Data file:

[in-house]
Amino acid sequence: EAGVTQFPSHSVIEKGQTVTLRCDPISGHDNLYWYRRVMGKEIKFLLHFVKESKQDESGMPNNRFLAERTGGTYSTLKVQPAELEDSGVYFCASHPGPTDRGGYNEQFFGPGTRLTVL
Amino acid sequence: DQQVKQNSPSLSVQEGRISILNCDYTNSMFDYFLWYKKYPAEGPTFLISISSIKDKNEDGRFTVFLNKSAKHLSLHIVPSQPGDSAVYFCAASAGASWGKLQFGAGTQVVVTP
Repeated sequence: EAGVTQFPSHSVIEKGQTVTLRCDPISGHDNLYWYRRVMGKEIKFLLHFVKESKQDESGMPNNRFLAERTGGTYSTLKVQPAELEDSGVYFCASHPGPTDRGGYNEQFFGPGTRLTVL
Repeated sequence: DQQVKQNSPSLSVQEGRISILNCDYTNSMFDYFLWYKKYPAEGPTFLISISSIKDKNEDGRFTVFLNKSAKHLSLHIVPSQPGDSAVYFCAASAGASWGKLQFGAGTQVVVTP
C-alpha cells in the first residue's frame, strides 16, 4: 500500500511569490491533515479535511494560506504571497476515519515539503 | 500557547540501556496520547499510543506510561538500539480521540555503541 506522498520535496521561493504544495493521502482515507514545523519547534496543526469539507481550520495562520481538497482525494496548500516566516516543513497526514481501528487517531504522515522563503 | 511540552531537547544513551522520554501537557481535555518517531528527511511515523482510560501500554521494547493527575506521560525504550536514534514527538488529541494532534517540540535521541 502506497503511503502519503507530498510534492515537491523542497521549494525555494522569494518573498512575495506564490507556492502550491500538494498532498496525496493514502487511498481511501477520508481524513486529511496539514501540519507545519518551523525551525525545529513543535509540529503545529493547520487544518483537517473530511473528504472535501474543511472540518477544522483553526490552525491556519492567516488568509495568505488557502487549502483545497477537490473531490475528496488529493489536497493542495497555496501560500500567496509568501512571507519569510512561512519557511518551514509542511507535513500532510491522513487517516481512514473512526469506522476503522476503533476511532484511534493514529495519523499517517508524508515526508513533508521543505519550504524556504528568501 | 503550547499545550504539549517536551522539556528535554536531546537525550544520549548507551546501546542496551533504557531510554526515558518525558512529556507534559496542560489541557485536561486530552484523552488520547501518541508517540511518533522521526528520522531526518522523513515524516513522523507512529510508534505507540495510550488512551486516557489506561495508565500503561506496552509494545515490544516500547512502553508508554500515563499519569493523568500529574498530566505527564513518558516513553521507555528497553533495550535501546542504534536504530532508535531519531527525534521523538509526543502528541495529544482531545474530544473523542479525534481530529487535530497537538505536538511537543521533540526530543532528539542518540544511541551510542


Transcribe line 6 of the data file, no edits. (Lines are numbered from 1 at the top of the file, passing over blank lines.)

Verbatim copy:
C-alpha cells in the first residue's frame, strides 16, 4: 500500500511569490491533515479535511494560506504571497476515519515539503 | 500557547540501556496520547499510543506510561538500539480521540555503541 506522498520535496521561493504544495493521502482515507514545523519547534496543526469539507481550520495562520481538497482525494496548500516566516516543513497526514481501528487517531504522515522563503 | 511540552531537547544513551522520554501537557481535555518517531528527511511515523482510560501500554521494547493527575506521560525504550536514534514527538488529541494532534517540540535521541 502506497503511503502519503507530498510534492515537491523542497521549494525555494522569494518573498512575495506564490507556492502550491500538494498532498496525496493514502487511498481511501477520508481524513486529511496539514501540519507545519518551523525551525525545529513543535509540529503545529493547520487544518483537517473530511473528504472535501474543511472540518477544522483553526490552525491556519492567516488568509495568505488557502487549502483545497477537490473531490475528496488529493489536497493542495497555496501560500500567496509568501512571507519569510512561512519557511518551514509542511507535513500532510491522513487517516481512514473512526469506522476503522476503533476511532484511534493514529495519523499517517508524508515526508513533508521543505519550504524556504528568501 | 503550547499545550504539549517536551522539556528535554536531546537525550544520549548507551546501546542496551533504557531510554526515558518525558512529556507534559496542560489541557485536561486530552484523552488520547501518541508517540511518533522521526528520522531526518522523513515524516513522523507512529510508534505507540495510550488512551486516557489506561495508565500503561506496552509494545515490544516500547512502553508508554500515563499519569493523568500529574498530566505527564513518558516513553521507555528497553533495550535501546542504534536504530532508535531519531527525534521523538509526543502528541495529544482531545474530544473523542479525534481530529487535530497537538505536538511537543521533540526530543532528539542518540544511541551510542